This is a question I sometimes get from my running clients and I thought the answer might be helpful to some of you too! If you find yourself feeling a tight, achy pain in the region of the shoulder blade or between the shoulder and the neck during or after a run….read on!
The way I see it, there are two reasons why you might get tight and achey in the neck and shoulder region when running.
- You’re tight in there day-to-day anyway and running aggravates it
- You have butt muscle issues!
Either way, both of these points actually come down to the same thing – muscle imbalances. Whether you feel this tension most days anyway, but especially when running, or if running is the only time you feel it, both are more than likely caused by postural issues and muscle imbalances elsewhere in the body.
Upper Crossed Syndrome
This is a fancy name for poor upper body posture! The jist of the problem is a slouched, rounded shoulder, chin jutting out, type posture which over time causes a shortening of the Pec Minor muscles (in the chest) and the muscles at the back of the neck. This causes a knock-on effect of inhibiting the muscles around the shoulder blades and those found deep in the front of the neck.
If the muscles around the shoulder blades (especially Serratus Anterior and the mid and lower fibres of Trapezius) are inhibited, it means they are not functioning as they should and essentially not ‘pulling their weight’. This means another muscle group has to take over and the most likely to do this is the upper fibres of Trapezius (between the shoulder and the ear) and the Levator Scapulae (between the base of the skull and the shoulder blade). These muscles then work overtime and end up becoming tight and painful.
Lower Crossed Syndrome
This is a very similar scenario but in the pelvic region. In this case, the hip flexors at the front of the hip and thigh become overly tight, as do the lower back extensor muscles. This is usually due to long periods of sitting, although not always. This combination helps to tilt your pelvis anteriorly (so your bum sticks out) which in turn lengthens and therefore inhibits the glutes (in particular Gluteus Maximus) and abdominals.
The role of the Glute Max, alongside extending the hip is to support the lower back. It does this via a connection to the Thoracolumbar fascia – a thick sheet of connective tissue which covers the lower back. When the Glute Max contracts it tightens this fascia, to help stabilise the lumbar spine.
If the Glute Max isn’t firing when it should, the lower back needs extra support and so another muscle which attaches to the thoracolumbar fascia steps in – the Latissimus Dorsi – or Lats. These big muscles, found on either side of the back, extend up and actually attach to the upper arm, close to the shoulder. If they are working overtime due to Glute Max inhibition, they too will eventually tighten up and cause a downward force on the shoulder joint. This causes the Upper Trapz to fight this force to elevate the shoulder and hey presto – they become overworked here too!
What’s the Answer?
There are some simple exercises which will really help. Whilst it feels like the right thing to do is to stretch the tight area, this will not have any long term effect as the muscles simply tighten up again. The best thing to do is to focus on correcting the postural issues.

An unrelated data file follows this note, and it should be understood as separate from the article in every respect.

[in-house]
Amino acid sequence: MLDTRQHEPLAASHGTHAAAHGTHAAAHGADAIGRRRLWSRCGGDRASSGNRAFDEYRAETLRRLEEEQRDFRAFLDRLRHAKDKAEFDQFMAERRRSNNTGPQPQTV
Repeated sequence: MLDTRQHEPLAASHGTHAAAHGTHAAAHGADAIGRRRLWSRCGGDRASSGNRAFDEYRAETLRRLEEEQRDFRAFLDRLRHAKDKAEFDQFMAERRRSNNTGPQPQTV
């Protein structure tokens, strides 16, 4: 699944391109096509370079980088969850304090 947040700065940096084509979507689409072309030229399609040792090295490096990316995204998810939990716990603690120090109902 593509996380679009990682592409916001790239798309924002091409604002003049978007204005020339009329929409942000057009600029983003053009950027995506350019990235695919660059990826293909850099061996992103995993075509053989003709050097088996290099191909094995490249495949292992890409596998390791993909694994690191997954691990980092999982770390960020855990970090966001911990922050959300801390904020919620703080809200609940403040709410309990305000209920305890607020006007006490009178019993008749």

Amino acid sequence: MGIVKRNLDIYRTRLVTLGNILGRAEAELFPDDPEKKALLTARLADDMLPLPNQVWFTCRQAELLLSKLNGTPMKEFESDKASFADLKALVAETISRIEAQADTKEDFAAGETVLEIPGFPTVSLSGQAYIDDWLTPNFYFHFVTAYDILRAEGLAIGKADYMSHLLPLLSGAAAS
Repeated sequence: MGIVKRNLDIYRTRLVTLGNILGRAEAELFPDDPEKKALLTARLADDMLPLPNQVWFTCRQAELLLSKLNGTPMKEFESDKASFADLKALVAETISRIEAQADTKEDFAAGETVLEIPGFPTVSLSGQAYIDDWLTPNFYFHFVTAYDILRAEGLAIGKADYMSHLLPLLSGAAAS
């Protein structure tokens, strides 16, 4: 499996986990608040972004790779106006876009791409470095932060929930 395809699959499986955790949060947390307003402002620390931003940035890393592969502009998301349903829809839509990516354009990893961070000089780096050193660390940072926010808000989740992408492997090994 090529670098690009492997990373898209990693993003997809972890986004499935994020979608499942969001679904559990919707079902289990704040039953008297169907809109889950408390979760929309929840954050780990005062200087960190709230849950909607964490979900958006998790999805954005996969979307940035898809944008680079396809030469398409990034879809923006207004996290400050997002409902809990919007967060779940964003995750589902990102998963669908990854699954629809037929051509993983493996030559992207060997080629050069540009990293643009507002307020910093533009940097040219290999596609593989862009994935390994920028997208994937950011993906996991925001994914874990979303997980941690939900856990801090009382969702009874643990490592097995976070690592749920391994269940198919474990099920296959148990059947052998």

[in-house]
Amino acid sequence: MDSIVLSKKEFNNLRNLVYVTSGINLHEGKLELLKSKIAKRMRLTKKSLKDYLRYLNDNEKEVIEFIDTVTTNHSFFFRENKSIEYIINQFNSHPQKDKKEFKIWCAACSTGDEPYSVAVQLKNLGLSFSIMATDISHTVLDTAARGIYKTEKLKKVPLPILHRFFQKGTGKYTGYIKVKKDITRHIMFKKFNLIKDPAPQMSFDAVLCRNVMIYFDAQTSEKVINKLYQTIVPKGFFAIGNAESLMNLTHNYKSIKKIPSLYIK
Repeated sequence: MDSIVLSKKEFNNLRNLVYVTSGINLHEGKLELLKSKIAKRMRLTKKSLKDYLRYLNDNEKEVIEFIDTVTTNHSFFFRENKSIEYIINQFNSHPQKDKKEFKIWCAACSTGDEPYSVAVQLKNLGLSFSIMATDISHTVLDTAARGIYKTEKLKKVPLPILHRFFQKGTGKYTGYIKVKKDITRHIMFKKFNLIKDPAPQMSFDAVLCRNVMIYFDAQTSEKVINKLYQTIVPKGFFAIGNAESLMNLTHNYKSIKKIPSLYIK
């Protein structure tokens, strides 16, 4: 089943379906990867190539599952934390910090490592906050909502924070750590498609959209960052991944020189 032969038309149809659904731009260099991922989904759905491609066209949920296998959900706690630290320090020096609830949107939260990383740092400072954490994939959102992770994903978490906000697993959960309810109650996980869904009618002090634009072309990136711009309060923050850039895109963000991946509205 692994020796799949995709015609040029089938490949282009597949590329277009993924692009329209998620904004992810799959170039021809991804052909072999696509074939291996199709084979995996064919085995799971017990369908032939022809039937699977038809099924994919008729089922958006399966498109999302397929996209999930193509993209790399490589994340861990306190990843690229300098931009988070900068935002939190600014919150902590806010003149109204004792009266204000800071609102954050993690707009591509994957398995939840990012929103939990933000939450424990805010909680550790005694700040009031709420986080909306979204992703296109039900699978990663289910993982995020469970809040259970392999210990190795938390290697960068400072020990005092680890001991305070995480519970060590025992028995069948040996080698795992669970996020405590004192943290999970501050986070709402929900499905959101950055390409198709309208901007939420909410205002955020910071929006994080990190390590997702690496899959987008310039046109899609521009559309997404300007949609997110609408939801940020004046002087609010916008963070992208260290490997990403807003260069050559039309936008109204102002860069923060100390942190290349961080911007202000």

Instead, spend time stretching your hip flexors, lats and chest. Strengthening exercises for the scapula stabilisors are vital. An exercise known as Scaption has been shown to best recruit the lower / mid Trapz and Serratus Anterior. Row and reverse fly exercises are also good.
As for the Glute Max – here’s a little test for you. Lay on your front. Get someone (you trust!) to place one hand on your hamstrings (back of the thigh) and the other on the bum muscles of the same leg. Lift your whole leg just up off the floor – keeping the knee completely straight. Ask your helper to feel for when the hamstrings contract and when (or if!) the Glutes contract. They may need you to lift your legs a few times to be sure. Make sure you completely relax the leg inbetween!
In a perfect scenario, the hamstrings and glutes will fire at the same time to lift the leg. A less perfect result is the hamstrings firing and then the glutes. The worst case is that nothing happens in the glutes at all! If anything but the first scenario occurs, you know you need to be working on your glutes. Luckily, it’s not so much about their strength necessarily, but more that they are effectively switched off. Surprisingly, switching them back on is often easier than strengthening them! Here’s a couple of exercises to try:
Glute Squeeze & Lift
- Laying on the front, bend one knee to a right angle
- Squeeze the bum muscles
- Lift the knee just off the couch
- Rest and repeat 15-20 times
- Ensure the back doesn’t arch when lifting the leg – a small lift is fine.
- Laying on the front, turn one foot and knee outwards
- Lift the whole leg (knee straight) up and out on a diagonal
- Again it doesn’t have to be a huge movement
- Rest and repeat 15-20 times
Perform these every day, along with the hip flexor stretching and before long your glutes should be functioning better. I’ve had clients perform these exercises and within a week feel that their glutes were contracting when walking and running which they hadn’t before!
As with all injuries and other pain problems, if you try the home fix and it doesn’t improve – seek the assistance of a sports injury professional!